Are there stable factors in preadolescent girls' externalizing behaviors?

Department of Psychiatry, University of Pittsburgh, 3811 O'Hara St., Pittsburgh, PA 15213, USA.
Journal of Abnormal Child Psychology (Impact Factor: 3.09). 06/2009; 37(6):777-91. DOI:10.1007/s10802-009-9320-6
Source: PubMed

ABSTRACT Relatively little is known about the factor structure of disruptive behavior among preadolescent girls. The present study reports on exploratory and confirmatory factor analyses of disruptive girl behavior over four successive data waves as rated by parents and teachers in a large, representative community sample of girls (N = 2,451). Five factors were identified from parent ratings (oppositional behavior/conduct problems, inattention, hyperactivity/impulsivity, relational aggression, and callous-unemotional behaviors), and four factors were identified derived from teacher ratings (oppositional behavior/conduct problems/callous-unemotional behaviors, inattention, hyperactivity/impulsivity, and relational aggression). There was a high degree of consistency of items loading on equivalent factors across parent and teacher ratings. Year-to-year stability of factors between ages five and 12 was high for parent ratings (ICC = 0.70 to 0.88), and slightly lower for teacher ratings (ICC = 0.56 to 0.83). These findings are discussed in terms of possible adjustment to the criteria for children's disruptive behavior disorders found in the Diagnostic and Statistical Manual for Mental Disorders.

0 0
  • Source
    [show abstract] [hide abstract]
    ABSTRACT: The identification of psychopathic traits in childhood and adolescence is a topic of growing interest for scientific research. The development of models to predict violent behavior, together with efficient preventive and therapeutic programs, is a major goal when assessing youths with psychopathic traits. This paper focuses on the construct of child and adolescent psychopathy, while approaching historical and conceptual issues. By discussing the “state of the art” of the construct, we will analyze different instruments to assess psychopathy in children and adolescents, as well as the available treatment modalities. Finally, we will present possible lines for research and clinical intervention according to an evolutionary approach to anger and antisocial behavior.
    Aggression and Violent Behavior 01/2013; 18:71-78. · 1.95 Impact Factor
  • Source
    [show abstract] [hide abstract]
    ABSTRACT: Little is known about the ways in which the accumulation of maternal factors increases or reduces risk for girls' disruptive behavior during preadolescence. In the current study, maternal risk and promotive factors and the severity of girls' disruptive behavior were assessed annually among girls' ages 7-12 in an urban community sample (N = 2043). Maternal risk and promotive factors were operative at different time points in girls' development. Maternal warmth explained variance in girls' disruptive behavior, even after controlling for maternal risk factors and relevant child and neighborhood factors. In addition, findings supported the cumulative hypothesis that the number of risk factors increased the chance on girls' disruptive behavior disorder (DBD), while the number of promotive factors decreased this probability. Daughters of mothers with a history of Conduct Disorder (CD) were exposed to more risk factors and fewer promotive factors compared to daughters of mothers without prior CD. The identification of malleable maternal factors that can serve as targets for intervention has important implications for intergenerational intervention. Cumulative effects show that the focus of prevention efforts should not be on single factors, but on multiple factors associated with girls' disruptive behavior.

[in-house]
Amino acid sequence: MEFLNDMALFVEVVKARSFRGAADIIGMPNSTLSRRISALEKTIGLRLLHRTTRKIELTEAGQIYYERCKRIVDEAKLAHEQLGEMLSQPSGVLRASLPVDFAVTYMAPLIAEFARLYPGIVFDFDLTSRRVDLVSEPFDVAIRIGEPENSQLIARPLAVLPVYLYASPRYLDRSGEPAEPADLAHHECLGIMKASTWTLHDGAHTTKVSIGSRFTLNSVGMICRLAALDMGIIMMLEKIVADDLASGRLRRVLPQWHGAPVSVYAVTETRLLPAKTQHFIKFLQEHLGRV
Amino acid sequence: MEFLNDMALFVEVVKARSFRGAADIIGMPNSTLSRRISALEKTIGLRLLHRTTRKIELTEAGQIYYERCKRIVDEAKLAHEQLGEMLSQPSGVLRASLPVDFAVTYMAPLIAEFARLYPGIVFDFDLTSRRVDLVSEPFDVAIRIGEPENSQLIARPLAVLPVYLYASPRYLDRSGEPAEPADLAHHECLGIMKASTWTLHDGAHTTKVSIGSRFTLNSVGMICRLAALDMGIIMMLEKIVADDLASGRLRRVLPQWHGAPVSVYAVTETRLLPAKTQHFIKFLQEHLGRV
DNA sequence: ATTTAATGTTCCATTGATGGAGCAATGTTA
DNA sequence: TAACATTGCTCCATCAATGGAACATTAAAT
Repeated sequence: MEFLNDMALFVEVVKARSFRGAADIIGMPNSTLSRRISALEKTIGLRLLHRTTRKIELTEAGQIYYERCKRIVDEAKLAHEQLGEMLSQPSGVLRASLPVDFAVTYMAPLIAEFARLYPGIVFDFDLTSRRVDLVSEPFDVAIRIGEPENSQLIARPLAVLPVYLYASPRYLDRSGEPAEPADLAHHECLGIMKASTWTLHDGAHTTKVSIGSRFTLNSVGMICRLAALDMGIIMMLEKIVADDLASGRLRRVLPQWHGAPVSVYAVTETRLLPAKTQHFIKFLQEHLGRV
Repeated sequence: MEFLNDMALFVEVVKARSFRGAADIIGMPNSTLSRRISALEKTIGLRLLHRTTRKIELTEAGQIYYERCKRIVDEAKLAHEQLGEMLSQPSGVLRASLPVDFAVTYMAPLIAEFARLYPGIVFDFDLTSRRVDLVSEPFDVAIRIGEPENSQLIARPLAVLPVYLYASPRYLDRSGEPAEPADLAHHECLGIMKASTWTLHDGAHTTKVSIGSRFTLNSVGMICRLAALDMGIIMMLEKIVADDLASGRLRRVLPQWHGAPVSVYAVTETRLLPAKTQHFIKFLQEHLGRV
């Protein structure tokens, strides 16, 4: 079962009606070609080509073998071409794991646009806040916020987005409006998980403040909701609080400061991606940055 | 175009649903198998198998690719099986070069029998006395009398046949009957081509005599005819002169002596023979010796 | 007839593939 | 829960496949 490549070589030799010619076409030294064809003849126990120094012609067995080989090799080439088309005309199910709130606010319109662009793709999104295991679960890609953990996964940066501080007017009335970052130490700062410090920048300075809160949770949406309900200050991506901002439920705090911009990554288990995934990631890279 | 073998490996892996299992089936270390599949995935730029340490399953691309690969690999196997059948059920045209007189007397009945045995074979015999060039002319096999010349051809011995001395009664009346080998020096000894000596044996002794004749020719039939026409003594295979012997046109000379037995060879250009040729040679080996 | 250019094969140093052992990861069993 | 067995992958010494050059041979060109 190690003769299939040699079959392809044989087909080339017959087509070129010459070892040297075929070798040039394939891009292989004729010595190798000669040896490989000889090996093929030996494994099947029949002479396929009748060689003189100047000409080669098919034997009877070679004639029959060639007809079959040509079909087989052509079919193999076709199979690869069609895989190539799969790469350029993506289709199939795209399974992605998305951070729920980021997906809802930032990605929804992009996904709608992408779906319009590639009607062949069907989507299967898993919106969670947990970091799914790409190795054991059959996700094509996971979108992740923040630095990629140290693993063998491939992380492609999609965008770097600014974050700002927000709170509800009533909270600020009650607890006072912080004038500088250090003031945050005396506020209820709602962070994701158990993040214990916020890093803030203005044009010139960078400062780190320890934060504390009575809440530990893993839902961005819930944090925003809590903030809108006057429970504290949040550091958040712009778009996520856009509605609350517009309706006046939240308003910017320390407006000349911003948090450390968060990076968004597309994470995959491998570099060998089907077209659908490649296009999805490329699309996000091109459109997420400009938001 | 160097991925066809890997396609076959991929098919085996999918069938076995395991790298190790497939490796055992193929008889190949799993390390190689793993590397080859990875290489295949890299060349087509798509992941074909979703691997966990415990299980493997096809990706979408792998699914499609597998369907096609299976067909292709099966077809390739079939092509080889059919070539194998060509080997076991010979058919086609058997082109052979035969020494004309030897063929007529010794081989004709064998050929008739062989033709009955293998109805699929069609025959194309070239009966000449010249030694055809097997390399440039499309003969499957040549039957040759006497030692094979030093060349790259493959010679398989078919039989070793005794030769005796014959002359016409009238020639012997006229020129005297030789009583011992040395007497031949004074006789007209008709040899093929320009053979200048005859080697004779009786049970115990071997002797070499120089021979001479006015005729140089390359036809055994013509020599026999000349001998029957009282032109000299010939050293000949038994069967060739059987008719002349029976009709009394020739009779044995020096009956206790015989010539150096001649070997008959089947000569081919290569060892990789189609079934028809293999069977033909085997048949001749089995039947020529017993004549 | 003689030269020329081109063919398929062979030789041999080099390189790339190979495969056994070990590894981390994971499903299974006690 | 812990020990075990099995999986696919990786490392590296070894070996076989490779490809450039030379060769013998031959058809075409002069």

Journal of Abnormal Child Psychology 11/2011; 40(5):727-39. · 3.09 Impact Factor
  • Source
    [show abstract] [hide abstract]
    ABSTRACT: A callous-unemotional (CU) subtype of conduct disorder (CD) has been proposed as an addition to the fifth edition of the Diagnostic and Statistic Manual of Mental Disorders (DSM-5). This study tested the hypothesis that young girls with the CU subtype of CD would exhibit more severe antisocial behavior and less severe internalizing problems over time relative to girls with CD alone. Second, the developmental outcomes of girls with CU traits in the absence of CD was examined because these girls would be overlooked by the proposed CU subtyping scheme. Theses issues were examined in a community sample of 1,862 girls 6 to 8 years of age at study onset. Outcomes included internalizing and externalizing problems, academic achievement, and global impairment assessed concurrently and at a 6-year follow-up. Girls with the CU subtype of CD had higher levels of externalizing disorder symptoms, bullying, relational aggression, and global impairment than girls with CD alone. Girls with CD alone tended to have more anxiety problems than girls with the CU subtype of CD. Girls with high CU traits without CD exhibited higher ODD and attention-deficit/hyperactivity disorder (ADHD) symptoms and lower academic achievement at the 6-year follow-up relative to girls without CU traits and CD. Group differences at the 6-year follow-up were primarily accounted for by baseline differences on the outcomes. The proposed DSM-5 CU subtype of CD identifies young girls who exhibit lower anxiety problems and more severe aggression, CD symptoms, academic problems and global impairment across time than girls with CD alone.
    Journal of the American Academy of Child and Adolescent Psychiatry 01/2012; 51(1):62-73.e4. · 4.98 Impact Factor


Available from